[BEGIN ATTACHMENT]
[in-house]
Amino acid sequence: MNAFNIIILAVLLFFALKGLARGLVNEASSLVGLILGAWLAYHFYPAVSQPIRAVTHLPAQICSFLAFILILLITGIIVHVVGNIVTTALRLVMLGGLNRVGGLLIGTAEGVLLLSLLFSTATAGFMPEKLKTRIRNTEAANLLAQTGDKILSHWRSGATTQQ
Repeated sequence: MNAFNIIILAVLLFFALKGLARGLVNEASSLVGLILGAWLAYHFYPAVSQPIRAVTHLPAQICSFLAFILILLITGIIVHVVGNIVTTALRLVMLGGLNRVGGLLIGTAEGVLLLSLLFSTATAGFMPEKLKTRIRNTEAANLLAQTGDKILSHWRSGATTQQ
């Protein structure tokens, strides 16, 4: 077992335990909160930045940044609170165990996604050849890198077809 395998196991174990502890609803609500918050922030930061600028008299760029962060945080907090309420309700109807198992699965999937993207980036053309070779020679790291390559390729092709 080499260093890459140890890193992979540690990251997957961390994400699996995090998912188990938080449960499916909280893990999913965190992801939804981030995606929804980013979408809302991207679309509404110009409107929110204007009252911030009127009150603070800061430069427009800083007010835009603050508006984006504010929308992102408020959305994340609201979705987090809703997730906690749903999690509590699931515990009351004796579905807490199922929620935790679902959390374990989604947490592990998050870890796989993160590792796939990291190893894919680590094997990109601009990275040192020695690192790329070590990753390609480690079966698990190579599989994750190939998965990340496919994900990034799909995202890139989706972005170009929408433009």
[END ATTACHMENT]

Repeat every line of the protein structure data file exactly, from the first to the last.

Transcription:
[in-house]
Amino acid sequence: MNAFNIIILAVLLFFALKGLARGLVNEASSLVGLILGAWLAYHFYPAVSQPIRAVTHLPAQICSFLAFILILLITGIIVHVVGNIVTTALRLVMLGGLNRVGGLLIGTAEGVLLLSLLFSTATAGFMPEKLKTRIRNTEAANLLAQTGDKILSHWRSGATTQQ
Repeated sequence: MNAFNIIILAVLLFFALKGLARGLVNEASSLVGLILGAWLAYHFYPAVSQPIRAVTHLPAQICSFLAFILILLITGIIVHVVGNIVTTALRLVMLGGLNRVGGLLIGTAEGVLLLSLLFSTATAGFMPEKLKTRIRNTEAANLLAQTGDKILSHWRSGATTQQ
């Protein structure tokens, strides 16, 4: 077992335990909160930045940044609170165990996604050849890198077809 395998196991174990502890609803609500918050922030930061600028008299760029962060945080907090309420309700109807198992699965999937993207980036053309070779020679790291390559390729092709 080499260093890459140890890193992979540690990251997957961390994400699996995090998912188990938080449960499916909280893990999913965190992801939804981030995606929804980013979408809302991207679309509404110009409107929110204007009252911030009127009150603070800061430069427009800083007010835009603050508006984006504010929308992102408020959305994340609201979705987090809703997730906690749903999690509590699931515990009351004796579905807490199922929620935790679902959390374990989604947490592990998050870890796989993160590792796939990291190893894919680590094997990109601009990275040192020695690192790329070590990753390609480690079966698990190579599989994750190939998965990340496919994900990034799909995202890139989706972005170009929408433009």